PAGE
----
provide that in the case of any individual who has been determined to be eligible for medical assistance under the plan, such assistance will be made available to him for care and services included under the plan and furnished in or after the third month before the month in which he made application . . . for such assistance if such individual was (or upon application would have been) eligible for such assistance at the time such care and services were furnished. (Emphasis added.)
Obviously enough, this requirement has been translated by the DPW into a 90 day period of retroactive eligibility.
Turning to the first argument raised, we do not believe that the regulation is susceptible to a "liberal" or, for that matter, a strict interpretation. The regulation is clear and unambiguous on its face and, by its own terms, does not admit of any interpretation which would benefit Applicant. Further, this Court is not at liberty to disregard the letter of a statute or regulation under the pretext of pursuing its spirit or other high purposes. See 1 Pa. C.S. § 1921(b).*fn1
[ 42 Pa. Commw. Page 644]
The argument that an exception should be made to the regulation's explicit language is predicated largely on the fact that the insurance carrier altered (for admittedly legitimate reasons) its stated coverage in mid-stream, so to speak, and thereby allegedly precluded the Hospital's compliance with the regulation. Our review of the record, however, reveals that the Hospital was notified of the reduced coverage on May 11, 1977, and that an application for medical assistance could have been filed at least up until May 19, 1977. We fail to see, therefore, how the Applicant or the Hospital could have been prejudiced by this circumstance.
Turning finally to the argument challenging the validity of the regulation, we note initially that the DPW has been authorized by the legislature to establish regulations to implement the Public Welfare Code (Code), Act of June 13, 1967, P.L. 31, as amended, 62 P.S. § 101 et seq.
Section 432 of the Public Welfare Code, 62 P.S. § 432, provides that persons shall be eligible for assistance 'subject to the rules, regulations, and standards established by the department, both as to eligibility for assistance and as to its nature and extent. . . .' The establishment of these rules, regulations and standards involves agency discretion, and the Court will not review administrative discretion in the absence of fraud, bad faith or abuse of power. . . . The scope of review of an administrative regulation is, therefore, limited to a determination of whether or not there has been a clear abuse of discretion or a clearly arbitrary action.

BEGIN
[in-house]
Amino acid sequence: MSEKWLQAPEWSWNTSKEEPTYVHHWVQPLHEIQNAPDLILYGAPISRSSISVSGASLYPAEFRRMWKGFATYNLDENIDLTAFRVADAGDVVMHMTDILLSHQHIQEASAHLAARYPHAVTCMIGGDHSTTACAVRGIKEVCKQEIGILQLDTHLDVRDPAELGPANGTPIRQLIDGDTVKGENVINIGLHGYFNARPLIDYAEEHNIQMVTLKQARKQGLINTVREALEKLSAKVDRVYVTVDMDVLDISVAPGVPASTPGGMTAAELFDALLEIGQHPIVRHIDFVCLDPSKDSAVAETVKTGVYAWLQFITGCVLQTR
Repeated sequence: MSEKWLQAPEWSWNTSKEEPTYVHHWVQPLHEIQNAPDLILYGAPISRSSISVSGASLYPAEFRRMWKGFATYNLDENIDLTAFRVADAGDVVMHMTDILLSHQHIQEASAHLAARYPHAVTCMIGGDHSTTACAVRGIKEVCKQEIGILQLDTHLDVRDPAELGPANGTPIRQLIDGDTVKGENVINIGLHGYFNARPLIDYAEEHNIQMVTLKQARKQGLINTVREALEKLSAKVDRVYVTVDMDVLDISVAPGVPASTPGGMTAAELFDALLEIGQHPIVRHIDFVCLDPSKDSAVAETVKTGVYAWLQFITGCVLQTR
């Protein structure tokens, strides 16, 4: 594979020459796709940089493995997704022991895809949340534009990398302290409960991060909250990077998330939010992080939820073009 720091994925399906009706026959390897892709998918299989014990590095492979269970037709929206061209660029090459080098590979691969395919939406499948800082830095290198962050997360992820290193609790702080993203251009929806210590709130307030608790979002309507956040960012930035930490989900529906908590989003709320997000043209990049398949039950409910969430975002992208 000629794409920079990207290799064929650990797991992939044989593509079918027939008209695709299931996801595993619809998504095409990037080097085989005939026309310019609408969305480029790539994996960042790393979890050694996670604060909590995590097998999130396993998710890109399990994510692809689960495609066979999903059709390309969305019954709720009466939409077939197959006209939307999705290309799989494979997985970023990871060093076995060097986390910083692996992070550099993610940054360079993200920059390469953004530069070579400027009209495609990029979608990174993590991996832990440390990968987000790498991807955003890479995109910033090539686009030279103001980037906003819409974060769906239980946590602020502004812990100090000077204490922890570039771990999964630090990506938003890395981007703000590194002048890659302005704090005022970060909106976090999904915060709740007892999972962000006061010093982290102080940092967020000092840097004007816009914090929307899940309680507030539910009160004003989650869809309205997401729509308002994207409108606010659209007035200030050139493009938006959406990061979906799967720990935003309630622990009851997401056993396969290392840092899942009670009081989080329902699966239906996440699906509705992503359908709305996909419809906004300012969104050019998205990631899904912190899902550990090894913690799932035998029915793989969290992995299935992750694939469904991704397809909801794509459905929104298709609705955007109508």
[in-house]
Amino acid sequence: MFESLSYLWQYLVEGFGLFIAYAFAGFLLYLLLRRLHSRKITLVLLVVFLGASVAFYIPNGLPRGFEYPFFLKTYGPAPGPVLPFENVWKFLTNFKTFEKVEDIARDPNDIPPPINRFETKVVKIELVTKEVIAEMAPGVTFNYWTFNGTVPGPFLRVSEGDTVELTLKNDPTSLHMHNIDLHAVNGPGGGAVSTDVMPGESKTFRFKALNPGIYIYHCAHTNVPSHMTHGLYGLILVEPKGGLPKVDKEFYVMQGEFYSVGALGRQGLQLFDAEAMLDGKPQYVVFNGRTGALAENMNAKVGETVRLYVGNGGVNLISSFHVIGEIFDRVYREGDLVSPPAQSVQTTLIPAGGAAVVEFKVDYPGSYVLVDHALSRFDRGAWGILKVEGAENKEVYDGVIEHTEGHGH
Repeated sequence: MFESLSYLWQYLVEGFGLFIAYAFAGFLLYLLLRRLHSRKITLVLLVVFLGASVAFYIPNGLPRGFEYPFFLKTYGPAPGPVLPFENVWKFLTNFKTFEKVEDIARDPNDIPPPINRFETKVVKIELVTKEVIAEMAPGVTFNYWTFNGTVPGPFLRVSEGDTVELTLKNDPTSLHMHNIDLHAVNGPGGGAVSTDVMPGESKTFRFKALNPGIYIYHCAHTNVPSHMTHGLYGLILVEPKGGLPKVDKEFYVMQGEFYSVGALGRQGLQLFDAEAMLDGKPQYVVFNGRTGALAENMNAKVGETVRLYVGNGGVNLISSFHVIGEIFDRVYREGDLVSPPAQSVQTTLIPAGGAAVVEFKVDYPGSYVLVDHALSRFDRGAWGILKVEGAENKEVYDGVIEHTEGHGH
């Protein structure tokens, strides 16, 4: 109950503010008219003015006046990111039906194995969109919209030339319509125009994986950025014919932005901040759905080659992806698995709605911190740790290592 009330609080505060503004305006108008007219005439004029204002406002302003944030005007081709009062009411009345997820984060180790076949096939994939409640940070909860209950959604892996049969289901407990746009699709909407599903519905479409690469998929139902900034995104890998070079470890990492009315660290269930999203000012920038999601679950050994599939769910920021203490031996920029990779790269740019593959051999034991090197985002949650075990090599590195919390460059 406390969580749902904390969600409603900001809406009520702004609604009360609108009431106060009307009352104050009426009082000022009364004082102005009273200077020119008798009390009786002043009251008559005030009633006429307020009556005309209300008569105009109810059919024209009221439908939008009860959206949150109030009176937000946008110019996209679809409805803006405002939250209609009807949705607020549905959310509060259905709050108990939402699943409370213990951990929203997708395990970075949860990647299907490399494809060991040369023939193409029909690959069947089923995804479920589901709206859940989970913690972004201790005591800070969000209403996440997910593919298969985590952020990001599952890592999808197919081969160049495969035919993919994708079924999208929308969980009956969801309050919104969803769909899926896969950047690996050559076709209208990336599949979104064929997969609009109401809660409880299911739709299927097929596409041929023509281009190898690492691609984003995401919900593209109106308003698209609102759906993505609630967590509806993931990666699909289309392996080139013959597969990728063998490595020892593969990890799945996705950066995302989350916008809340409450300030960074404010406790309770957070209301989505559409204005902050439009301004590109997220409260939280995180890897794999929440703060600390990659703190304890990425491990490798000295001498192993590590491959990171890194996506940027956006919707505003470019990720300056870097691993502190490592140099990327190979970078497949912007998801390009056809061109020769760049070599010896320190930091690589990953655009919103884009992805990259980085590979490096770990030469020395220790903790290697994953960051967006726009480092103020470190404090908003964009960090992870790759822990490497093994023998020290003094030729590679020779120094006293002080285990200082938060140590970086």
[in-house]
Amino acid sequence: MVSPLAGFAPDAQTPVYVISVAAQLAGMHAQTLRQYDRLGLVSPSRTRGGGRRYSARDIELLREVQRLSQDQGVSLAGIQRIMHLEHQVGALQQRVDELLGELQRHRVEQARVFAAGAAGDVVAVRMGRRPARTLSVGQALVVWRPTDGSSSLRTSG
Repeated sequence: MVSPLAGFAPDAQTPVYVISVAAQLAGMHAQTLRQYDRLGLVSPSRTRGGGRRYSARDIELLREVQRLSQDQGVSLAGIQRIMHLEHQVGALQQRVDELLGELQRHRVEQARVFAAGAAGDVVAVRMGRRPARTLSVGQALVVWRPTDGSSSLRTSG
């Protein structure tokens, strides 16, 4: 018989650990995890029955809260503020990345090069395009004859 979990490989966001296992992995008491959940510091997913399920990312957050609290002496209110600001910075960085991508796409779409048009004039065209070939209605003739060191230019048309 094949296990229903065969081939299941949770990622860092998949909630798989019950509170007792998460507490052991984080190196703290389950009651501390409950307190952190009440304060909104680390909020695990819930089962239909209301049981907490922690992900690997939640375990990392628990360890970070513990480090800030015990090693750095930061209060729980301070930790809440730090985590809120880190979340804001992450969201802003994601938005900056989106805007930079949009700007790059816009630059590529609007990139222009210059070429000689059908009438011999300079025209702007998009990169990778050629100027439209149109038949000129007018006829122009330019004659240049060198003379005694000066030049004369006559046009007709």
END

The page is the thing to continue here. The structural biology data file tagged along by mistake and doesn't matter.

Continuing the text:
Ernst v. Department of Public Welfare, 37 Pa. Commonwealth Ct. 643, 646-47, 391 A.2d 1116, 1117-18 (1978) (citation omitted). Given the legislative mandate to the DPW to promulgate regulations which delimit the nature and extent of eligibility for medical
[ 42 Pa. Commw. Page 645]
assistance, and the federal statute which requires states to afford eligible persons medical assistance for services rendered "in or after the third month before the month in which he made application," we do not believe that the DPW abused its discretion or acted arbitrarily in promulgating a regulation which provides medical assistance for medical service rendered in the 90 day period preceding the date of application for such assistance. We believe, therefore, that even if Applicant had been determined to be eligible for medical assistance in all other respects, the fact that the medical services for which assistance was sought were rendered more than 90 days before the date of his application would nevertheless bar his receipt thereof.
And Now, this 21st day of May, 1979, the order of the Department of Public Welfare dated February 21, 1978, is hereby affirmed.